Measures of sentiment have continued to suggest fragility in the markets. Though the Capitol riots hardly registered, the mania egged on by the subreddit ‘WallStreetBets’ certainly woke markets up to the possibility that the normal operation of markets is not a given.
The Securities and Exchange Commission’s first directive “to protect investors, maintain fair, orderly, and efficient markets, and facilitate capital formation,” per SEC.gov, seemed to be under threat. Rampant betting in the stock markets and stock price manipulation could undermine an already fragile market. However, the government’s ability to get ahead of this new digital age with regulation has so far been found wanting with technology changing the game before law makers can figure it out, much less establish efficient rule making.
The underlying efficient operation of markets could be perhaps the largest existential threat to markets that is not priced in. However, equity markets have quickly shrugged it off breaking a value streak that had finally established itself.
Growth and technology have surged as of late as earnings cheered the markets back up. Though the vaccine roll out has been poor and pandemic caseloads continue to surge, investors still believe the recovery is here and the economy will reopen by summer.
Bond markets, on the other hand, lined up rather bearishly with the lowest volatility instruments garnering the highest returns for January.
One of these markets will turn out to be wrong.
Exuberance – Asset Inflation vs. Real Inflation
Excess money growth has historically stoked fears of inflation. Debt creation, whether at the government level through fiscal stimulus or at the corporate and household levels through monetary stimulus, creates excess demand.
When demand is low, countercyclical stimulus should have few inflationary effects. However, keeping stimulus on too long can, in theory, produce excess demand and price increases that can disrupt economic growth.
That said, it has been so long since we have seen measurable inflation in the U.S. economy, that many are beginning to wonder if we are, perhaps, measuring the wrong things. Or worse, if the connection between monetary stimulus and demand is possibly not as strong as it used to be.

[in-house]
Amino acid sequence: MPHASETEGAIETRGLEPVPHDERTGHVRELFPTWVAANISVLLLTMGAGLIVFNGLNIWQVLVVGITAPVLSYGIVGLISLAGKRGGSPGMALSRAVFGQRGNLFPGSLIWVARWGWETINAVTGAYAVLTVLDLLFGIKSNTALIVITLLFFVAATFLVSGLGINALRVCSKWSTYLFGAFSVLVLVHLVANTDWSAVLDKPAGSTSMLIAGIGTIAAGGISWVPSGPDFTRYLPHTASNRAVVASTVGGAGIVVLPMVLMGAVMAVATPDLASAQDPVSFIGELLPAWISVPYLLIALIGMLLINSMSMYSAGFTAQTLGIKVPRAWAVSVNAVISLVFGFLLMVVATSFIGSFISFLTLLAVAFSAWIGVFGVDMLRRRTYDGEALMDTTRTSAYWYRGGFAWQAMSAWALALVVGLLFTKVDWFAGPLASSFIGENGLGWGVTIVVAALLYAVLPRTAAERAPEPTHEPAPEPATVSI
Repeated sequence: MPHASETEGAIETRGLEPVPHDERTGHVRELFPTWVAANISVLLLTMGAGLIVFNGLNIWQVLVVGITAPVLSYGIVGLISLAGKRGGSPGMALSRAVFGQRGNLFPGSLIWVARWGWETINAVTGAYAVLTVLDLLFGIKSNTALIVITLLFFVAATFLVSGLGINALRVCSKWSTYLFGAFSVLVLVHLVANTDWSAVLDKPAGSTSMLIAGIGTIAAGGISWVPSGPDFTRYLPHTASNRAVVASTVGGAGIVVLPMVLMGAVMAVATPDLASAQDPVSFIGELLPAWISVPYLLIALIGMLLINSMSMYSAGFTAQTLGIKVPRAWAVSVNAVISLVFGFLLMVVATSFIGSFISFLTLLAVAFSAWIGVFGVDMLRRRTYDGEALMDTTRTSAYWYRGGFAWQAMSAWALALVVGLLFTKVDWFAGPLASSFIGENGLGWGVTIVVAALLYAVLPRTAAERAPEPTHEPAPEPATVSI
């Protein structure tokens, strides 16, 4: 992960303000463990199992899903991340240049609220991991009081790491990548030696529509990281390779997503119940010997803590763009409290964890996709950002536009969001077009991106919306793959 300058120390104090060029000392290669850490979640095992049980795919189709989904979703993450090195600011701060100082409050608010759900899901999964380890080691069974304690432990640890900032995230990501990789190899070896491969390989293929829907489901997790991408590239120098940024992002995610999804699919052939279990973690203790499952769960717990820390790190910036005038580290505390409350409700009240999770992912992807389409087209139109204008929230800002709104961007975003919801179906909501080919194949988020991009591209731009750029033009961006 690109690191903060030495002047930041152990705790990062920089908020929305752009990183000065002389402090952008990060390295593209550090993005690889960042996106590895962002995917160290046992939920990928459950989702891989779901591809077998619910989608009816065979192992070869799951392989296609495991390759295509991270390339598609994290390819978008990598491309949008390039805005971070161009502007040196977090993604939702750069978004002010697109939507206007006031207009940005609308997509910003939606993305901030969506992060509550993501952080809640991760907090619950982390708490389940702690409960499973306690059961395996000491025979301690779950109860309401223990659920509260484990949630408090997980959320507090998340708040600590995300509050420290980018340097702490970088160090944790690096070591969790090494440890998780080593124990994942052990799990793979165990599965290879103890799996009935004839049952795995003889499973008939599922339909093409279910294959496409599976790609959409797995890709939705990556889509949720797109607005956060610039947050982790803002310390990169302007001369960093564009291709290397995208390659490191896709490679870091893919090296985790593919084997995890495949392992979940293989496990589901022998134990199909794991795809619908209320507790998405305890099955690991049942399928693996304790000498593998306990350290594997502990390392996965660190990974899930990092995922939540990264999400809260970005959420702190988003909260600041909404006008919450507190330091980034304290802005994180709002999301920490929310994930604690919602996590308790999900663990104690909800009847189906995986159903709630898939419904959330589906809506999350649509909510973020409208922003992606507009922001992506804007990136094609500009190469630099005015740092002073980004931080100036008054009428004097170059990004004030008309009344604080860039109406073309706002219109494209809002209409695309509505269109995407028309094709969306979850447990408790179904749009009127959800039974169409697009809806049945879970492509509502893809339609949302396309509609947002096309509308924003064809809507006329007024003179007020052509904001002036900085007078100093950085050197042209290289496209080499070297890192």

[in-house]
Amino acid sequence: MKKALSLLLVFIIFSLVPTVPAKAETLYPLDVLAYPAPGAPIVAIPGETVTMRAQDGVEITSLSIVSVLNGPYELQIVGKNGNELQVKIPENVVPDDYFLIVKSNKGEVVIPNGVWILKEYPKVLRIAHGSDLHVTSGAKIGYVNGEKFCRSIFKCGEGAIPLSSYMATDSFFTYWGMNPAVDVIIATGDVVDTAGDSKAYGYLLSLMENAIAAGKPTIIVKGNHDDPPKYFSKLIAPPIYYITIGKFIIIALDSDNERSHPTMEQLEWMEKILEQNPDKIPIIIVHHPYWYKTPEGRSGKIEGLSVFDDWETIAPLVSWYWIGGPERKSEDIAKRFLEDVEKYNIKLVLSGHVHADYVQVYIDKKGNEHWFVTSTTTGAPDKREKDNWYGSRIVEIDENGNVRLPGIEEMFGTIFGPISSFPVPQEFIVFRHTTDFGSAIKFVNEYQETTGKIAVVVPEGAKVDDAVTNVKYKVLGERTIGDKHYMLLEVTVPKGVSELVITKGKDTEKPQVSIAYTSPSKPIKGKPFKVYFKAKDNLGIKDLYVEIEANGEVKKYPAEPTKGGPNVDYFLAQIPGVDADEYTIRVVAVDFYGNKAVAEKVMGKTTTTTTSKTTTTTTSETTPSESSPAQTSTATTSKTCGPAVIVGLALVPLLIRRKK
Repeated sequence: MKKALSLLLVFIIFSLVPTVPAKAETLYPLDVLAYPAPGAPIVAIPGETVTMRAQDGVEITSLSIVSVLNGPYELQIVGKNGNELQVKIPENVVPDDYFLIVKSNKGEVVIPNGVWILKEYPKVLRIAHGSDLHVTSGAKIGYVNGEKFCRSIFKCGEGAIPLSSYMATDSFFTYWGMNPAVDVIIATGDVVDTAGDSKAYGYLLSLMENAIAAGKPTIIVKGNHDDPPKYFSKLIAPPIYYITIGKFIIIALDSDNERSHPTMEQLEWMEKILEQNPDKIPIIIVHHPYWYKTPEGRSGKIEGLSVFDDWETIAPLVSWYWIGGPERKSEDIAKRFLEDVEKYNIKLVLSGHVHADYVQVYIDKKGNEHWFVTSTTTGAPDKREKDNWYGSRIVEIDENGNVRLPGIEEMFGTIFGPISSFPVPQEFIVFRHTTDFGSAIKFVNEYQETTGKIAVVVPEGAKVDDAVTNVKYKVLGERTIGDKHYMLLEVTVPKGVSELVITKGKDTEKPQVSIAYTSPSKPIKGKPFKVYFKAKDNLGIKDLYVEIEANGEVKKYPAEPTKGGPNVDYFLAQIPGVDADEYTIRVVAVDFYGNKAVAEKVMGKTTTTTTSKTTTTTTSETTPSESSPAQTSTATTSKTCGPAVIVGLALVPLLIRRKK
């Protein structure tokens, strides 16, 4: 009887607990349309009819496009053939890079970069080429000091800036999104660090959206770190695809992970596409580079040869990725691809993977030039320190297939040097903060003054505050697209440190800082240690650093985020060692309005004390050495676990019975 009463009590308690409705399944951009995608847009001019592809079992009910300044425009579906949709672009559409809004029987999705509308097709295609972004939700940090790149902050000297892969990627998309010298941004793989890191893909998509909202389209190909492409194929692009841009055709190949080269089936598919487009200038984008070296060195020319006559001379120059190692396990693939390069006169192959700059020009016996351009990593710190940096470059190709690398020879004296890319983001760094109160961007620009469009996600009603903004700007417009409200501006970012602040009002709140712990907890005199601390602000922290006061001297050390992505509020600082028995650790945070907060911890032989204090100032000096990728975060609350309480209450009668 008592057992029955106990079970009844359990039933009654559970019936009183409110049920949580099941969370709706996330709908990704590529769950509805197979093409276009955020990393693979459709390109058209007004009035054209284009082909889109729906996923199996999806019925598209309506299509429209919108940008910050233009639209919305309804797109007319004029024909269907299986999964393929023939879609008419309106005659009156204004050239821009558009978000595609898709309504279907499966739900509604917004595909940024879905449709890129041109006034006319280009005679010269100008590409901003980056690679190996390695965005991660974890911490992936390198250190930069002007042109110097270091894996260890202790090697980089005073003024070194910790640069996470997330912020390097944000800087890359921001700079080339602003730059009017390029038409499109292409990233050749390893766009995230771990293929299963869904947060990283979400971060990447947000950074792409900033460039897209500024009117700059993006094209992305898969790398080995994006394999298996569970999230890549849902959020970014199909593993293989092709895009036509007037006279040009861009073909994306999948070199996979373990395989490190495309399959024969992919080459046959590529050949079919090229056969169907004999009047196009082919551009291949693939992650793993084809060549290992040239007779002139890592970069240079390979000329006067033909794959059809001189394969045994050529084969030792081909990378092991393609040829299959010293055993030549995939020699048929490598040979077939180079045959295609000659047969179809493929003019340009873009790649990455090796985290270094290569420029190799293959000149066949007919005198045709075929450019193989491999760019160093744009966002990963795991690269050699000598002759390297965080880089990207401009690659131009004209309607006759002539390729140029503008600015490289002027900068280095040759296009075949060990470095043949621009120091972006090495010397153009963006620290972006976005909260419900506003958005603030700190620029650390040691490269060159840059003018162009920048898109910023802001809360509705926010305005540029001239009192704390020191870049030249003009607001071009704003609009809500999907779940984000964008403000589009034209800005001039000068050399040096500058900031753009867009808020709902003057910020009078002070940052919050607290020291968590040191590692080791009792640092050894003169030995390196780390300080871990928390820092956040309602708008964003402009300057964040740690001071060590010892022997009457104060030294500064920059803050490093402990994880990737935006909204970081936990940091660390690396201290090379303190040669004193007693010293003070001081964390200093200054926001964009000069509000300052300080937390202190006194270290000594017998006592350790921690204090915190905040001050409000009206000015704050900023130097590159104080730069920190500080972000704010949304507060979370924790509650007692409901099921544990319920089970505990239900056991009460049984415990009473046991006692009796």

We see this as a little bit of both. While the price of goods and services seems to remain somewhat steady, money growth seems instead to be channeled into savings and investments, fueling asset price inflation rather than traditional inflation, which can be equally disruptive and highly unequal in its distributional effects.
We note the excess price movements of riskier and riskier market instruments as evidence of asset price inflation, or perhaps even bubbles. Meanwhile, excess money is not making its way into wage inflation spurred by policy-induced increases in spending and money velocity. That persistently low money velocity keeps a cap on traditional inflation, and it also suggests that inflation, as measured by the Federal Reserve Bank and which informs monetary policy decisions, is a very long way off.
Yet, breakeven inflation is trending above 2% while Fed Funds futures are projecting near zero rates until 2022.
One of those will be wrong.
Policy – The Government vs. The Markets
Key policies coming out of the Biden Administration have the potential to profoundly change the outlook for sectors by either raising the cost of doing business or by wiping out business models altogether.
A study of European policies over the past several years could offer a hint. Issues of environmental regulation, labor policy, and interactive media platform liability are the first and most obvious policies to offer game changing outlooks.